As the 125 high school girls from the Institute of Notre Dame, Baltimore, recently toured the newly restored Basilica of the National Shrine of the Assumption of the Blessed Virgin Mary, they entered a room that features exhibits reflecting the history of Catholicism in the United States.
The room in the co-cathedral’s undercroft is designated as the basilica’s museum – a feature that didn’t exist until the completion last fall of the two-year project that restored the 200-year-old Baltimore landmark to the vision of its famed architect, Benjamin Henry Latrobe.
The eyes of the IND students darted from ceiling to floor in the museum as Elayne Chulis, basilica tour guide, pointed out scores of artifacts in glass cases and the historical time-line of the Archdiocese of Baltimore decorating the upper walls.
Mount Washington resident Maddie Snyder – a 15-year-old IND freshman – twirled her long-brown locks as she examined the old books, letters and newspaper articles on display.
“It’s all pretty cool,” she said as her group left the room and traveled to another part of the restored basilica. “It’s interesting to think about the people who wrote those letters and read those books so long ago.”
The room was added to provide an educational component to each person’s visit to the first Catholic cathedral built in the United States, said Mark Potter, executive director of the Basilica of the Assumption Historic Trust Inc.
Before the restoration created an expanded undercroft, there wasn’t enough space in the building to display the artifacts that had either been in storage at the archives of St. Mary’s Seminary and University in Roland Park, or in Cardinal William H. Keeler’s residence, which is adjacent to the Basilica, Mr. Potter said.
The new museum exhibits include a chalice given to Baltimore Archbishop Ambrose Maréchal in 1817 by the first bishop of Boston, an 1806 letter from future President James Madison to Baltimore’s first Archbishop John Carroll, a photo of Archbishop Francis Keough with President Dwight D. Eisenhower in 1953, and the 1789 Papal Decree of Pope Pius VI creating Baltimore as the first diocese of the United States.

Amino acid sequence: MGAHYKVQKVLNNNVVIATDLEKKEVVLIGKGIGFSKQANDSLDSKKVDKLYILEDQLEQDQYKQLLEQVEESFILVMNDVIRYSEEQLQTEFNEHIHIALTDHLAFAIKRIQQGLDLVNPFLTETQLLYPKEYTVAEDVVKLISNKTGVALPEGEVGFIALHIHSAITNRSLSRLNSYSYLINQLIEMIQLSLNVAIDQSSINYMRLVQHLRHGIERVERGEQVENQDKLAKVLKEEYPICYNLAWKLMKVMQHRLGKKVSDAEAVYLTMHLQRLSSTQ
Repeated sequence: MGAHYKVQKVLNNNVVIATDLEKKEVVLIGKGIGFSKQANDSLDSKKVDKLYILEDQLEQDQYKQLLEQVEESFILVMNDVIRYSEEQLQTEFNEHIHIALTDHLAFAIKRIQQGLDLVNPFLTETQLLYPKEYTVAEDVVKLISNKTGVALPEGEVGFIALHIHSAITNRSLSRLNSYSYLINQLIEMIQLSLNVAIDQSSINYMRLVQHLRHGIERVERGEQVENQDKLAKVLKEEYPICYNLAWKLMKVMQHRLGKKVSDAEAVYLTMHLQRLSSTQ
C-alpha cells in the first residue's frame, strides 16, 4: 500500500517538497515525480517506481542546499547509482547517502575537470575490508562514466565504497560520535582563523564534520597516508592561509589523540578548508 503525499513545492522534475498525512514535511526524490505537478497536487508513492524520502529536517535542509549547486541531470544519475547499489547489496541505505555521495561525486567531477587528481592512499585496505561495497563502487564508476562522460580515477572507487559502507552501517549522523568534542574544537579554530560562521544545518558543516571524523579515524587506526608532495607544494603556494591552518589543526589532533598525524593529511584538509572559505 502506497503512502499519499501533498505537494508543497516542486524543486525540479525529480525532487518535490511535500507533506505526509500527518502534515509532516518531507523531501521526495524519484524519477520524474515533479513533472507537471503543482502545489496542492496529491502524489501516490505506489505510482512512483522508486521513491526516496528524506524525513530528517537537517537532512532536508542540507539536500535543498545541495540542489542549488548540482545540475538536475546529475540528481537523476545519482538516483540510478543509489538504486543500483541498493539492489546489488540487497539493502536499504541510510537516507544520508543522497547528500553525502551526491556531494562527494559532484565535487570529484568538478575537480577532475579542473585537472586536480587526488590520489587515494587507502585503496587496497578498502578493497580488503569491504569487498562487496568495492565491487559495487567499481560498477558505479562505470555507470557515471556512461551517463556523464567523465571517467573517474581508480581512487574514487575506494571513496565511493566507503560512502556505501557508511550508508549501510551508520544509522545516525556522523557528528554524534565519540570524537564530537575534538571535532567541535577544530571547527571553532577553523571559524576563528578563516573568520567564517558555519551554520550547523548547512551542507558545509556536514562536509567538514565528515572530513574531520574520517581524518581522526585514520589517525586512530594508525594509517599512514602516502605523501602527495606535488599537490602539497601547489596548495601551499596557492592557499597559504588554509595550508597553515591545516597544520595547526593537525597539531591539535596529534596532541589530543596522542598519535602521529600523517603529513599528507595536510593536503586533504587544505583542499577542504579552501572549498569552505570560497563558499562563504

Ms. Chulis – a volunteer Basilica tour guide and parishioner of Holy Family, Randallstown – points to a photo of Cardinal Keeler with Pope Benedict XVI in Rome, following his 2005 appointment as the leader of the Catholic Church.
“You can come back for a closer look following the tour,” she said. “I know it’s a lot to take in during the short amount of time we have on this tour.”
However, basilica officials are hoping to complete another room next to the museum in the coming months that will house a rotation of temporary exhibits.
That room is intended to complement what is already on display in the museum and in the hall of the religious, a station on the opposite side of the basilica’s crypt that details the religious orders that have served the archdiocese during the past 200-plus years.
Though the majestic red and white cappa magna with gold embroidery adorned by Baltimore Cardinal Lawrence Shehan is an eye-grabbing exhibit in the basilica’s museum, Archbishop John Carroll’s saddlebag chalice is Mr. Potter’s favorite item on display.
“It reminds us of our shared past, at a time when the first archbishop of the United States traveled by horse to celebrate Mass with people far and wide, and this was his,” he said.
“It really completes the museum for me and the museum completes the whole experience you get when you visit the basilica. The whole package includes a spiritual experience, an educational experience, a hopefully it’s a little fun too.”